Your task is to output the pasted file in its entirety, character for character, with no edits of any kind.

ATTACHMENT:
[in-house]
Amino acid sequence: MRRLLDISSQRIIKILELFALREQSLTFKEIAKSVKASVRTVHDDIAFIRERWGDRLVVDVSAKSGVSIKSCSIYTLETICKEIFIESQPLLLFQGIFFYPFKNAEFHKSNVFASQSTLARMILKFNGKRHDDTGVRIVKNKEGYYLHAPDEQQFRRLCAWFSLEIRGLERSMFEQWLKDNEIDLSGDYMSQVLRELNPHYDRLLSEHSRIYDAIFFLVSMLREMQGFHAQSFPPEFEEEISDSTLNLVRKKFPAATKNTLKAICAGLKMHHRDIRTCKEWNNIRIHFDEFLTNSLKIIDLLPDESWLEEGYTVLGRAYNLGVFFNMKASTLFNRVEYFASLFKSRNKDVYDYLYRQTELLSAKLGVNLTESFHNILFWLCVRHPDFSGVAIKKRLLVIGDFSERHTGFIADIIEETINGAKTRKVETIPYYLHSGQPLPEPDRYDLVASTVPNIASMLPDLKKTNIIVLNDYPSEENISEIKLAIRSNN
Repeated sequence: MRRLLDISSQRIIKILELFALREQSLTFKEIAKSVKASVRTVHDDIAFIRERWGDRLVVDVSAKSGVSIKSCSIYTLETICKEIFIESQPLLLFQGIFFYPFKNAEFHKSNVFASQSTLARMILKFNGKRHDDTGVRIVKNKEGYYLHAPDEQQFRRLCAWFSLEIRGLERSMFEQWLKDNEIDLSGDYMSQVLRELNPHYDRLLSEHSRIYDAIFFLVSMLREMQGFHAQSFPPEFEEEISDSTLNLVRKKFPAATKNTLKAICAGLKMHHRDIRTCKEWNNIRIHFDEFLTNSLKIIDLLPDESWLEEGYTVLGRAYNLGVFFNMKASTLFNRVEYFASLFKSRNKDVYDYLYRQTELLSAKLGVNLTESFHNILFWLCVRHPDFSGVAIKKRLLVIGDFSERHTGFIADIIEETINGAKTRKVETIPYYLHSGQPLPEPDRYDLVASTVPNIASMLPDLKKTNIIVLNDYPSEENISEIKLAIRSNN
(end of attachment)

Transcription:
[in-house]
Amino acid sequence: MRRLLDISSQRIIKILELFALREQSLTFKEIAKSVKASVRTVHDDIAFIRERWGDRLVVDVSAKSGVSIKSCSIYTLETICKEIFIESQPLLLFQGIFFYPFKNAEFHKSNVFASQSTLARMILKFNGKRHDDTGVRIVKNKEGYYLHAPDEQQFRRLCAWFSLEIRGLERSMFEQWLKDNEIDLSGDYMSQVLRELNPHYDRLLSEHSRIYDAIFFLVSMLREMQGFHAQSFPPEFEEEISDSTLNLVRKKFPAATKNTLKAICAGLKMHHRDIRTCKEWNNIRIHFDEFLTNSLKIIDLLPDESWLEEGYTVLGRAYNLGVFFNMKASTLFNRVEYFASLFKSRNKDVYDYLYRQTELLSAKLGVNLTESFHNILFWLCVRHPDFSGVAIKKRLLVIGDFSERHTGFIADIIEETINGAKTRKVETIPYYLHSGQPLPEPDRYDLVASTVPNIASMLPDLKKTNIIVLNDYPSEENISEIKLAIRSNN
Repeated sequence: MRRLLDISSQRIIKILELFALREQSLTFKEIAKSVKASVRTVHDDIAFIRERWGDRLVVDVSAKSGVSIKSCSIYTLETICKEIFIESQPLLLFQGIFFYPFKNAEFHKSNVFASQSTLARMILKFNGKRHDDTGVRIVKNKEGYYLHAPDEQQFRRLCAWFSLEIRGLERSMFEQWLKDNEIDLSGDYMSQVLRELNPHYDRLLSEHSRIYDAIFFLVSMLREMQGFHAQSFPPEFEEEISDSTLNLVRKKFPAATKNTLKAICAGLKMHHRDIRTCKEWNNIRIHFDEFLTNSLKIIDLLPDESWLEEGYTVLGRAYNLGVFFNMKASTLFNRVEYFASLFKSRNKDVYDYLYRQTELLSAKLGVNLTESFHNILFWLCVRHPDFSGVAIKKRLLVIGDFSERHTGFIADIIEETINGAKTRKVETIPYYLHSGQPLPEPDRYDLVASTVPNIASMLPDLKKTNIIVLNDYPSEENISEIKLAIRSNN